Fourth years in FLUX

A&nbsp;double feature, <em>FLUX</em> and <em>STASIS</em>, is now showing at the Artery Gallery in East Campus Hall. Held by the University of Waterloo&rsquo;s fourth-year fine arts class, the pop-up show is split into two halves that will exhibit for one week each. The works range in subject matter and media, focusing on in-progress pieces for larger bodies of work.&nbsp;</p>

Paintings are widely represented in FLUX, but with interesting material twists. Madzia McCutcheon’s set of small paintings have been constructed by sewing acrylic “skins” together and stretching them over wood frames. “I spread acrylic paint over a non-stick surface with a palette knife. Once it dries, I peel the paint from the surface. The result is a flexible skin of paint that I can manipulate to create various forms,” said McCutcheon. 

Similarly, Jennifer Byrnes’s paintings are an investigation into creating rust on canvases using salt, copper, ink, and resin. The material limits of painting are ultimately pushed by Laurie-Lynn McGlynn’s Fusion-Reconstruction series, which combine acrylic paint, wire mesh, and sheet metal into three-dimensional abstractions. 

“The best way to describe it is hybrid. It’s not completely a painting and it’s not necessarily a sculpture either — it’s sort of a combination of both,” said McGlynn. “I describe it in the way that it’s made, so the process I went through to create the work is what gives it a voice. I think that’s how people will be able to understand the work and what it’s trying to say.”

Another eye-catching addition to FLUX are Margaret Gissing’s ink experiments, Dreams of Dust: Series. “My work has to do with chaos, order, and the relationship between them, especially how we as people try to find order within chaos so we can rationalize. The ink represents chaos, it involves very little control. I layer geometries that are inspired by certain points within the piece so they kind of resemble constellations,” said Gissing. “This is all part of a process where I’m just trying everything I can within the constraints of my materials…. That’s really important for pushing my work further and further into something more refined.”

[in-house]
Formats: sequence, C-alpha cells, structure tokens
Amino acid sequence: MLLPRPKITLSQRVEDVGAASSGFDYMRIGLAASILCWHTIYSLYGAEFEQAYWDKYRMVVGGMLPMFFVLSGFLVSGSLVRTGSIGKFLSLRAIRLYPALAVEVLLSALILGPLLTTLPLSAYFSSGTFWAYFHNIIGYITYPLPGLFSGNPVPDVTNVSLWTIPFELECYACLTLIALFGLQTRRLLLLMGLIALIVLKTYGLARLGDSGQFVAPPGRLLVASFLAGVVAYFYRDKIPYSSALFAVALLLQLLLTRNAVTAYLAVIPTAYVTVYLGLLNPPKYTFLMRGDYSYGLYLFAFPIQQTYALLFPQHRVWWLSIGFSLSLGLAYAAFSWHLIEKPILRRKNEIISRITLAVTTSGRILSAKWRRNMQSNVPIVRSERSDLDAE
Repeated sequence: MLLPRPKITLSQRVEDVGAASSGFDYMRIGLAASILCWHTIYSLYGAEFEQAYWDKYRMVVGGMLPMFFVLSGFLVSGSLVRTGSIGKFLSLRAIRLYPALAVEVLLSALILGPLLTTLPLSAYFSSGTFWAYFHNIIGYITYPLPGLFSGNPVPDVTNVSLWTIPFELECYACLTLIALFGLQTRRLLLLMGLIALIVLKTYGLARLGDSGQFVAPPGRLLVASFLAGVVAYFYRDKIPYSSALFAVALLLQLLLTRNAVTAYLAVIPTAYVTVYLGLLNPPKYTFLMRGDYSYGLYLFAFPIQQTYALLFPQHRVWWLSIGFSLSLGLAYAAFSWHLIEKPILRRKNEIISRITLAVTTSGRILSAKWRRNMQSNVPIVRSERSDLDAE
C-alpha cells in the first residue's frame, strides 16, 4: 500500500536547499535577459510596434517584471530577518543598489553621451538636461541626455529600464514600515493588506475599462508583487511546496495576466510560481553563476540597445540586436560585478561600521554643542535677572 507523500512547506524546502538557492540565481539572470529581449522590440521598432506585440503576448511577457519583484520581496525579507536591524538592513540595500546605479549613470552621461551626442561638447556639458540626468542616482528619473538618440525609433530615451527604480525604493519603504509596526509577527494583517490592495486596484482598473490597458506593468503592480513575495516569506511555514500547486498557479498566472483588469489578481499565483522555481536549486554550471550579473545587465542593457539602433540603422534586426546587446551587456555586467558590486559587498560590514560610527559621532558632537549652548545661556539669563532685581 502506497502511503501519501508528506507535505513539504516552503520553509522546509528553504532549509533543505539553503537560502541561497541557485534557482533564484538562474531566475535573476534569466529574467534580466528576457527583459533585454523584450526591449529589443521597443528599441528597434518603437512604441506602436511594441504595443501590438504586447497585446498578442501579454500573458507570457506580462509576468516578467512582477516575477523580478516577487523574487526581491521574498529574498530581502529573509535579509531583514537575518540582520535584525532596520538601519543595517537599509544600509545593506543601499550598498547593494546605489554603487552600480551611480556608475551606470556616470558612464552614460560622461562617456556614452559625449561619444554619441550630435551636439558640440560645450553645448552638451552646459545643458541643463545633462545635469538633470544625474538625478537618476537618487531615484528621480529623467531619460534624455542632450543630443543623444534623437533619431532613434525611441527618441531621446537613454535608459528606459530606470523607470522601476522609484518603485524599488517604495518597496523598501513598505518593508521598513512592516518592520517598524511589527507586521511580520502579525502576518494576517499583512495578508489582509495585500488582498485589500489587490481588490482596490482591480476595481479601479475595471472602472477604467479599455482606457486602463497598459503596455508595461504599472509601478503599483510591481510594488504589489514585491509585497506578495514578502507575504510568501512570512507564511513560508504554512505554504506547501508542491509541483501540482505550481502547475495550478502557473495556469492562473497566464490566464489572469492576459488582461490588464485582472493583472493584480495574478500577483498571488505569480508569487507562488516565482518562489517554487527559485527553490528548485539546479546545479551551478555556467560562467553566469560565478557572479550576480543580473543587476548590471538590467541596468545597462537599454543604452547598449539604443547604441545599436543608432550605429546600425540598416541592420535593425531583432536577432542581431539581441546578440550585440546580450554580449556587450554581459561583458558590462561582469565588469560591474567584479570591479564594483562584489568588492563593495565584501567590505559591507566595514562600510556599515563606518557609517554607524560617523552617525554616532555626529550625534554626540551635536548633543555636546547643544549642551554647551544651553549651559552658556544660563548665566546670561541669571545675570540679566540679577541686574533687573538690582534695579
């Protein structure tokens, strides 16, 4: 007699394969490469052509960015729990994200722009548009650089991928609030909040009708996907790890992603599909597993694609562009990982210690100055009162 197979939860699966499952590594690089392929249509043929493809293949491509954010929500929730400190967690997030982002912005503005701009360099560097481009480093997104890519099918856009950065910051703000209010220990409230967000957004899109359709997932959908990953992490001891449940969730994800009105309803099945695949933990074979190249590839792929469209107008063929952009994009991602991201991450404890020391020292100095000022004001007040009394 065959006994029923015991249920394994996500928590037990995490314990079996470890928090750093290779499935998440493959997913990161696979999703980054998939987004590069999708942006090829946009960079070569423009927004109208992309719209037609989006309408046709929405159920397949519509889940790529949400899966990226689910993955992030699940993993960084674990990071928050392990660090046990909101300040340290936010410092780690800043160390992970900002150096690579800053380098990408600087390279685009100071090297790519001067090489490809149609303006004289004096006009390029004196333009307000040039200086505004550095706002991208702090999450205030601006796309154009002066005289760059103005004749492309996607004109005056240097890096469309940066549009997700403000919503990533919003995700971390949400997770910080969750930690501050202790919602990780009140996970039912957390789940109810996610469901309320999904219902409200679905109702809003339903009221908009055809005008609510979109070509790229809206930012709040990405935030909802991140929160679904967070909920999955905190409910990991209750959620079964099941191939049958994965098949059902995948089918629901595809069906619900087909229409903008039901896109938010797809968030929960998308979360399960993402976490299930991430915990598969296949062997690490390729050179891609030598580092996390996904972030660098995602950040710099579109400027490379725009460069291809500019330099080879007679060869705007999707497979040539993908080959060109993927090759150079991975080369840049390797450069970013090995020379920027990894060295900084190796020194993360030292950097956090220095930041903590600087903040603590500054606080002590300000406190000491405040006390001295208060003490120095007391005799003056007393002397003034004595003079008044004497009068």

Other paintings in the show feature three dimensional components, QR codes, and large-scale geometric renderings that reference architecture. More traditional styles are present within FLUX as well, such as Zofia Glab’s politically charged painting Reserved, and Cheryl Waugh’s haunting series that depicts a number of lonely houses, elevated on wooden support structures, and placed in what appears to be a barren wasteland. 

Next to painting, sculpture is also prominent within the space. Teghan Dodd’s clay Embrace  stands next to McGlynn’s massive pieces and Sofia Roy’s Listen, a small, mobile-like structure with dozens of hanging paper flowers made from sheet music. Near the center of the gallery space is Anastasia Zaiats’ interactive installation, Objectation, an assortment of inviting objects that have been filled with concrete.

“The way I approached it is you have these objects, they’re all pre-owned and pre-loved … it was important for them to have a history so that now they’ve served their purpose and I’m taking away their functionality. They’re hard, they’re fossilized, they’re dead now,” said Zaiats. “It really translates to the full understanding of the piece when someone can touch it and interact with it… Interactive art is important — you can enhance the experience of art with something that gets the audience involved.”

The second half of the show, STASIS, will be in the Artery Gallery from Nov. 2-8. 


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